Businesses who close due to COVID-19 restrictions could be eligible to receive rent support of up to 90 percent.

Gyms and recreation facilities

Gyms and recreation facilities that offer individual workouts and personal training sessions can remain open as long as they have a COVID-19 Safety Plan that is strictly followed. 

Sports games, competitions and practices

Games, competitions and practices can continue with no spectators and no travel for teams outside of their community.

ViaSport is currently reviewing the guidance and working with public health to ensure the best options for this period of the pandemic. Revised guidance will be released soon.

  • Leagues are encouraged to review their own COVID-19 safety plans and focus on preventing crowding at benches and before and after games 

Spectators

No spectators are allowed at any sport activities under the order. The only people allowed to attend sport activities are those that provide care to a participant or player. For example, providing first aid. 

Travel for team athletic activities

Travel to, from and between communities for team athletic activities like games, competitions, training and practice is prohibited under this order. For example:

  • A team from Abbotsford cannot attend a training session in Chilliwack
  • A team from Victoria cannot attend a practice in Richmond

Exemptions

High performance athletes, professional athletes and professional performers like dancers are not included in the order. To qualify as a high performance athlete, you must be:

  • Identified by the Canadian Sports Institute Pacific as a high performance athlete affiliated with an accredited provincial or national sports organization
  • Already training in B.C.
  • Continuing to follow the safety guidelines of your provincial sports organization

Mask requirements in public indoor settings

As outlined in the mask mandate order, masks are required for everyone in many public indoor settings. A face shield is not a substitute for a mask as it has an opening below the mouth.

There are exemptions for:

  • People with health conditions or with physical, cognitive or mental impairments who cannot wear one
  • People who cannot remove a mask on their own
  • Children under the age of 12

Masks are required in many indoor public settings and all retail stores. This includes:

  • Malls, shopping centres
  • Grocery stores
  • Airports
  • Coffee shops
  • On public transportation, in a taxi or ride-sharing vehicle
  • Places of worship
  • Libraries
  • Common areas of post-secondary institutions, office buildings, court houses, hospitals and hotels
  • Clothing stores
  • Liquor stores
  • Drug stores
  • Community centres
  • Recreation centres
  • City Halls
  • Restaurants, pubs and bars when not seated at a table
  • Sport or fitness facilities when not working out

Mask enforcement

You are subject to a $230 fine if you:

  • Do not wear a mask in an indoor public setting, unless you are exempt
  • Refuse to comply with the direction of an enforcement officer, including the direction to leave the space
  • Engage in abusive or belligerent behaviour

Masks at workplaces and shared living areas

Emergency Management BC is reviewing other community locations where a mask mandate may be advisable and anticipates issuing a further order to enforce requirements for masks in common areas of apartment buildings, condos and workplaces.

It is strongly recommended that masks be worn in the following areas:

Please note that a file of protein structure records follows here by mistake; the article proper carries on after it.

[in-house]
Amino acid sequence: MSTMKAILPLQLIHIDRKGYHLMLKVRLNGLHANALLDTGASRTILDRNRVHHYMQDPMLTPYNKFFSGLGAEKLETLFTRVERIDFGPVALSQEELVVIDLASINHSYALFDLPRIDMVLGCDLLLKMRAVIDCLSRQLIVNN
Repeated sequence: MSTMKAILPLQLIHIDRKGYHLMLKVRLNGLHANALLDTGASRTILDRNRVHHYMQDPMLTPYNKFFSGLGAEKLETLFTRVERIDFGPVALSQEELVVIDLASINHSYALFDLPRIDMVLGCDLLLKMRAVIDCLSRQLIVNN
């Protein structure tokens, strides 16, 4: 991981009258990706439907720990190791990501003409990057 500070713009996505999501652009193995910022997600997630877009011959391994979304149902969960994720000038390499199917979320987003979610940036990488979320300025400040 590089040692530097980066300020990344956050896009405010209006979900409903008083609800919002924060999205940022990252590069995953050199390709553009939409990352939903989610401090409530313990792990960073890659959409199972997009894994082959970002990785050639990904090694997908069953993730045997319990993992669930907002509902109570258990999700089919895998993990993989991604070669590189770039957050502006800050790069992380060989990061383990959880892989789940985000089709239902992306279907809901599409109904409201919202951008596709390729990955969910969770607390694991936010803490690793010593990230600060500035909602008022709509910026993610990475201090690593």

• Common areas in apartment buildings and condos, including:
    • Elevators
    • Hallways
    • Lobbies
    • Stairwells
  • Shared indoor workplace spaces, including:
    • Elevators
    • Kitchens
    • Hallways
    • Break rooms

Travel advisory

At this time, all non-essential travel should be avoided. This includes travel into and out of B.C. and between regions of the province. For example:

  • Do not travel for a vacation
  • Do not travel to visit friends or family outside of your household or core bubble

What is essential travel?

Individual circumstances may affect whether a trip is considered essential or non-essential. Essential travel within B.C. includes:

  • Regular travel for work within your region
  • Travel for things like medical appointments and hospital visits

For example, if you live in Vancouver and work in Surrey you can continue to commute. 

If you need to travel for essential reasons, take the same health and safety precautions you do at home.

  • Wash your hands often
  • Practice safe distancing, 2 m
  • Travel only with yourself, household or pandemic bubble
  • Stick to the outdoors whenever possible
  • Clean spaces often
  • Wear a mask in indoor spaces

Travel for mountain sports

Ski and snowboard at your local mountains. For example, if you live in Vancouver, you should ski at Cypress, Grouse or Mt. Seymour. 

Coming from outside of B.C.

At this time, people travelling to B.C. from another province or territory within Canada should only come for essential reasons. If you do travel, you are expected to follow the same travel guidelines as everyone else in B.C.

Flights to and from B.C.

The order does not restrict flights entering and leaving B.C.


Enforcement

During a public health emergency under the Public Health Act, the PHO can make orders as needed. You must follow the orders. 

Under the Government’s Emergency Program Act, some orders can be enforced by police or other compliance and enforcement officials. People who don't follow these orders could be fined.

Workplace enforcement

In addition to compliance activities by WorkSafe, an Environmental Health Officers team will focus on workplaces in the Vancouver Coastal and Fraser Health regions to ensure COVID-19 Safety Plan compliance and enable rapid response and action.